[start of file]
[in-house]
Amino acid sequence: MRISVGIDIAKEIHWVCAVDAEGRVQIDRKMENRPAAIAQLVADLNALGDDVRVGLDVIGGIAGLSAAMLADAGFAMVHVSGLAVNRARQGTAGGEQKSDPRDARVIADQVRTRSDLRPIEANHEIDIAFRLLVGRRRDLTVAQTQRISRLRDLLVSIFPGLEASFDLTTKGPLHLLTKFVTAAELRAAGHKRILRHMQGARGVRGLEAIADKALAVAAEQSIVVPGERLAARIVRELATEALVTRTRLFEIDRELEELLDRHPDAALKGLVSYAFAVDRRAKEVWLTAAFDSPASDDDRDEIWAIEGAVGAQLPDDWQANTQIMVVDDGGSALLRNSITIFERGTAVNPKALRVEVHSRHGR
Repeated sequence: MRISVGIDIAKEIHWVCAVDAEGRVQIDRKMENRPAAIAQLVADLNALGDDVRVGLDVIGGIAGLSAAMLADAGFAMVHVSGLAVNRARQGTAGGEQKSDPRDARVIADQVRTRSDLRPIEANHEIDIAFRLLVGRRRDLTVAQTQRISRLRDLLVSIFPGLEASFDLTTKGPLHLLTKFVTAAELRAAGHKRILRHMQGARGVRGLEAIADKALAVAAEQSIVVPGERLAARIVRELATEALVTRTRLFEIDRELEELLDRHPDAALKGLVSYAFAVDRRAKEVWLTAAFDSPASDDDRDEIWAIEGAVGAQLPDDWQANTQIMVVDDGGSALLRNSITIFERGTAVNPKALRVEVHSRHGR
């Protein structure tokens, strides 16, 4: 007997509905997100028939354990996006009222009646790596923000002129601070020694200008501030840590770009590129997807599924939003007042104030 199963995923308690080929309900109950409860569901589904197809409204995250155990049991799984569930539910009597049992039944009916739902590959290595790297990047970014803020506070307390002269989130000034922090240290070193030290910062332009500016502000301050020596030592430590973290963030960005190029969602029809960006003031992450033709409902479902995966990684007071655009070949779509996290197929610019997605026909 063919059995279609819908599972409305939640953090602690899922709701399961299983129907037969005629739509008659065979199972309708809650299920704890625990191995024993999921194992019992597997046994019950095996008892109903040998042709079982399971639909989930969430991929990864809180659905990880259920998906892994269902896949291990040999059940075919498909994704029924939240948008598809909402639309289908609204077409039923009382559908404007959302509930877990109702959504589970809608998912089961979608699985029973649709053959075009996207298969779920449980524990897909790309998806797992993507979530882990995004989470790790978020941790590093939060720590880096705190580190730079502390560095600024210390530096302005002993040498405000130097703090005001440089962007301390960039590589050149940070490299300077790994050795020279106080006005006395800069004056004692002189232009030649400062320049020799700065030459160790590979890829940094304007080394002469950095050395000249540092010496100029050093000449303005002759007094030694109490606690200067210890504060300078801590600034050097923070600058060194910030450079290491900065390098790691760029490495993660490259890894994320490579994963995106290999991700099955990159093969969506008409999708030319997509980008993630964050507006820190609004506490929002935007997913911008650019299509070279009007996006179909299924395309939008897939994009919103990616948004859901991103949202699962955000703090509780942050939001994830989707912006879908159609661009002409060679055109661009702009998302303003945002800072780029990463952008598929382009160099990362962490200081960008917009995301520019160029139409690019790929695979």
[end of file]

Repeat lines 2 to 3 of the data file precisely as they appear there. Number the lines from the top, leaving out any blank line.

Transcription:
Amino acid sequence: MRISVGIDIAKEIHWVCAVDAEGRVQIDRKMENRPAAIAQLVADLNALGDDVRVGLDVIGGIAGLSAAMLADAGFAMVHVSGLAVNRARQGTAGGEQKSDPRDARVIADQVRTRSDLRPIEANHEIDIAFRLLVGRRRDLTVAQTQRISRLRDLLVSIFPGLEASFDLTTKGPLHLLTKFVTAAELRAAGHKRILRHMQGARGVRGLEAIADKALAVAAEQSIVVPGERLAARIVRELATEALVTRTRLFEIDRELEELLDRHPDAALKGLVSYAFAVDRRAKEVWLTAAFDSPASDDDRDEIWAIEGAVGAQLPDDWQANTQIMVVDDGGSALLRNSITIFERGTAVNPKALRVEVHSRHGR
Repeated sequence: MRISVGIDIAKEIHWVCAVDAEGRVQIDRKMENRPAAIAQLVADLNALGDDVRVGLDVIGGIAGLSAAMLADAGFAMVHVSGLAVNRARQGTAGGEQKSDPRDARVIADQVRTRSDLRPIEANHEIDIAFRLLVGRRRDLTVAQTQRISRLRDLLVSIFPGLEASFDLTTKGPLHLLTKFVTAAELRAAGHKRILRHMQGARGVRGLEAIADKALAVAAEQSIVVPGERLAARIVRELATEALVTRTRLFEIDRELEELLDRHPDAALKGLVSYAFAVDRRAKEVWLTAAFDSPASDDDRDEIWAIEGAVGAQLPDDWQANTQIMVVDDGGSALLRNSITIFERGTAVNPKALRVEVHSRHGR